Earl, a black, gay actor working in a meatpacking plant, and Bette, a white secretary, have lived next door to each other in the same Greenwich Village apartment building for thirty years. Shamed and disowned by their families, both found refuge in New York and in their domestic routine. Everything changes when Hortense, a wealthy young actress from Ohio, comes to the city to "make it."
What had been a fairly straightforward historical novel becomes a comedy of manners, a morality play, a musical-in-waiting, an instructional film about the emergent advertising industry, an investigation of the romance of the city, and a cautionary tale. Every scene is meticulously choreographed, overwrought in its use of direct address, just like the plays that Bette and Earl are constantly discussing ... The Cosmopolitans shimmers where it departs from the conventions of realism to indict not just structural homophobia, racism and misogyny but also the structures of writing that further these societal ills. Schulman accomplishes all this with deadpan humor and startling precision.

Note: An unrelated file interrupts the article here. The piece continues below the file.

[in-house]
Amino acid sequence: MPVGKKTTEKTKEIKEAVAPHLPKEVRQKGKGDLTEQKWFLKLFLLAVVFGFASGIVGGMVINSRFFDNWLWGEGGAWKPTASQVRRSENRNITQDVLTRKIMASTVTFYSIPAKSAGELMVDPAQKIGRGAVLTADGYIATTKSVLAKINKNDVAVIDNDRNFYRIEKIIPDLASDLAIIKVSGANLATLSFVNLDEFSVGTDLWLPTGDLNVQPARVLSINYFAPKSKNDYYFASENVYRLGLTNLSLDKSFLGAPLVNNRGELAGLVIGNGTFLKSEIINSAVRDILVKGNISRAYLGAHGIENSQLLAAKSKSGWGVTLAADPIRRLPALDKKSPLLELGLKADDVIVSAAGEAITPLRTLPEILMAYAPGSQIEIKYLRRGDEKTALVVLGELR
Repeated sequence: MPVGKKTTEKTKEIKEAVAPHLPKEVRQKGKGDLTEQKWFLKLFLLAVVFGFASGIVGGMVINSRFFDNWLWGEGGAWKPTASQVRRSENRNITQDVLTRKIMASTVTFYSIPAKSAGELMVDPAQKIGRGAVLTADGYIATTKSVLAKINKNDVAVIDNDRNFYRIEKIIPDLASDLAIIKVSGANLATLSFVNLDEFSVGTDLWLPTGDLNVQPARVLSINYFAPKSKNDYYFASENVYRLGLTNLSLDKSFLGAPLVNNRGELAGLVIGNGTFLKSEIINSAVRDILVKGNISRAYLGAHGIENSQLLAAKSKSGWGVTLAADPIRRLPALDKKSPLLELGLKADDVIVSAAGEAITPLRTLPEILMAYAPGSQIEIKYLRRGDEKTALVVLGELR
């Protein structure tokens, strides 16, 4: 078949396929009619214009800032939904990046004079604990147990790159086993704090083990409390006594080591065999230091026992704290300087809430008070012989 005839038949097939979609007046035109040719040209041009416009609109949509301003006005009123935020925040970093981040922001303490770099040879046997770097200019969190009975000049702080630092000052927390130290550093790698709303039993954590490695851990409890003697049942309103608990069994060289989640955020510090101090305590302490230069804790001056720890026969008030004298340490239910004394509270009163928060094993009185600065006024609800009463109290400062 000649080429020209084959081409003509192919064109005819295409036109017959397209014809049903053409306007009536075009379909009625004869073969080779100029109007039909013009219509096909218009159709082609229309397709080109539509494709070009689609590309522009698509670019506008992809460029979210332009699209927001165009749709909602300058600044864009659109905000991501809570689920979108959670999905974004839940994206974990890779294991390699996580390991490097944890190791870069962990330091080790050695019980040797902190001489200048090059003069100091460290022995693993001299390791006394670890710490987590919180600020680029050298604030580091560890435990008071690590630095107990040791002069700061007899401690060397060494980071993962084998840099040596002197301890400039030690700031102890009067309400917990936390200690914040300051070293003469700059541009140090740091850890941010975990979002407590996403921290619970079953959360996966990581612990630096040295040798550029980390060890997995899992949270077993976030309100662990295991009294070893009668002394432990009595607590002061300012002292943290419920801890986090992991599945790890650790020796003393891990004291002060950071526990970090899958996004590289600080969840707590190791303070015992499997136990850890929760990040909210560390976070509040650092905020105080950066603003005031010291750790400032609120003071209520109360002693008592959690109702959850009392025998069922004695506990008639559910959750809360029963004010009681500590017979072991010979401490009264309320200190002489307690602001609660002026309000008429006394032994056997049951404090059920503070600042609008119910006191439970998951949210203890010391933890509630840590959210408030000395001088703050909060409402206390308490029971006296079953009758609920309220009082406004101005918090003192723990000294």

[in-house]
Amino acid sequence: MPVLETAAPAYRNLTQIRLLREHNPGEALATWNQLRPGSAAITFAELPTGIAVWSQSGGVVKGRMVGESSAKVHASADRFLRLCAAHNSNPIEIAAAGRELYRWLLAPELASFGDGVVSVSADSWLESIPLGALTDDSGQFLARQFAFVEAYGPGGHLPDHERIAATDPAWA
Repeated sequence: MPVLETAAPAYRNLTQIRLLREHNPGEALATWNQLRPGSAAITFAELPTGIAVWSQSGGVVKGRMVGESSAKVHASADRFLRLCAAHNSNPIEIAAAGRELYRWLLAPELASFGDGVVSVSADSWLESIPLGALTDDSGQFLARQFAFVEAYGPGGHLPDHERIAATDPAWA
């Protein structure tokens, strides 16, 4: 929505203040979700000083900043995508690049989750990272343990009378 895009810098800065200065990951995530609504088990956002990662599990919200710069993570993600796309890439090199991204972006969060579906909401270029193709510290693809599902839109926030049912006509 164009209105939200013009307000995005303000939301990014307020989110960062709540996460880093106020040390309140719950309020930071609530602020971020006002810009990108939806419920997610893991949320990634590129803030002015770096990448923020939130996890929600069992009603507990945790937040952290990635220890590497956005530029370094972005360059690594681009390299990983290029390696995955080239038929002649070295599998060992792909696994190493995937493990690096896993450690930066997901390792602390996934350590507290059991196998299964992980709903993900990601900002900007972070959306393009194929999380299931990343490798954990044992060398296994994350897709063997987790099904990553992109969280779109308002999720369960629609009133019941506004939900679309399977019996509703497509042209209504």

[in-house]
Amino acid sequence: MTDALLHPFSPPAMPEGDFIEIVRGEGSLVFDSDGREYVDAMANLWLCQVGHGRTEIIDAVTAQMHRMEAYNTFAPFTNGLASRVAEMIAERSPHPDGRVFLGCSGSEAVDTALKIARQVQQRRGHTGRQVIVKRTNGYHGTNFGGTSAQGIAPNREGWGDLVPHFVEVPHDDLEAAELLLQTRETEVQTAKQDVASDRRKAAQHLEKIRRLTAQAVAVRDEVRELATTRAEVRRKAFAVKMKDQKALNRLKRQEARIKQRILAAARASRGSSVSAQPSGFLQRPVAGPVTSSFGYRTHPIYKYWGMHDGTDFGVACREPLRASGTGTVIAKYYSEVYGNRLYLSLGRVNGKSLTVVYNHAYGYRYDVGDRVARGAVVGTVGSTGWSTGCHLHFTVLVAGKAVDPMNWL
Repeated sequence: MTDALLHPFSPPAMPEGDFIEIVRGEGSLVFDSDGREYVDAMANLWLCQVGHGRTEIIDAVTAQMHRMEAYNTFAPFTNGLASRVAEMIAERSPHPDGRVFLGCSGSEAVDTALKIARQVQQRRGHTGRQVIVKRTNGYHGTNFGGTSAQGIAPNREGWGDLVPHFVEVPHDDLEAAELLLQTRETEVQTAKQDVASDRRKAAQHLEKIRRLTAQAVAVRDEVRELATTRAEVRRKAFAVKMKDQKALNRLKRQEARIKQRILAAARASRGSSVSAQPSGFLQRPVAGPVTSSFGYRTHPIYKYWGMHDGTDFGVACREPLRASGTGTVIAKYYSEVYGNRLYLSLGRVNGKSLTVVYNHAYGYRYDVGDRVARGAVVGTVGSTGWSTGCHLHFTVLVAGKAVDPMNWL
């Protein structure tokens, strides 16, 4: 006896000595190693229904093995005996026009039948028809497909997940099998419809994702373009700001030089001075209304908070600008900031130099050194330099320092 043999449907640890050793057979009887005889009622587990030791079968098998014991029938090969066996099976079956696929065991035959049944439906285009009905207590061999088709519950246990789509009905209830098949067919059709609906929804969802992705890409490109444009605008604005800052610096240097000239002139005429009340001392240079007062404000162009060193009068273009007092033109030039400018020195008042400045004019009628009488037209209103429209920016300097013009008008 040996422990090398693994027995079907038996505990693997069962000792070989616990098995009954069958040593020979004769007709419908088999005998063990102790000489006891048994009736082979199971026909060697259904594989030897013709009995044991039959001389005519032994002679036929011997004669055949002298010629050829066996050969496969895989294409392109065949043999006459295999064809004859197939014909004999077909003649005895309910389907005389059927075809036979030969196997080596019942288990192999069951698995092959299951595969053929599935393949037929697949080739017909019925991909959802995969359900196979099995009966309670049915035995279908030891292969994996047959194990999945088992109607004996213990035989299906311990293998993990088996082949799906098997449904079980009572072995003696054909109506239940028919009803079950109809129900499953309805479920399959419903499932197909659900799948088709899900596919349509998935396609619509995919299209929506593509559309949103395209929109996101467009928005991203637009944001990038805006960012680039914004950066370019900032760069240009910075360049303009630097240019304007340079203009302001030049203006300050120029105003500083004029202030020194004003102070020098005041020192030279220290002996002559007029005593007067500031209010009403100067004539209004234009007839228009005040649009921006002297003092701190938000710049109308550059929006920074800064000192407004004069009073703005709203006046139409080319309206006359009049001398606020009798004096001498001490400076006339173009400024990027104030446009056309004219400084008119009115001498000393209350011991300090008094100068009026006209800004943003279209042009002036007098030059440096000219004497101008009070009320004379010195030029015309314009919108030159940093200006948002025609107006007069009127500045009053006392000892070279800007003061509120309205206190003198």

Over the course of the novel, Bette proves to be an insightful and surprising narrator, but there is perhaps no more enduring character in all of Schulman’s writing than New York City: it is her muse, her moral compass, and her love interest, much as it is for Bette ... The novel is a paean to their neighborly love, which stretches across hallways and demographic distances, and which is earned, as opposed to obligated, the way familial love is ... It would be easy to enjoy The Cosmopolitans even if you had never heard the name Sarah Schulman before. But the book rests upon a powerful foundation.
In some ways The Cosmopolitans is a straightforward period piece—'book-club gold,' as its blurb proclaims—featuring Paul Robeson and huge television sets, and male homosexuality just beginning to edge from the closet in the bohemian enclaves downtown. But it’s also an extraordinarily radical and risky (and not always successful) experiment that seizes on what you thought you knew about the period—the racism, the birth of television, the influence of Freud, the deep ban on any consideration of lesbianism, even as an idea—only to chop it up and reassemble it in jarringly unexpected shapes.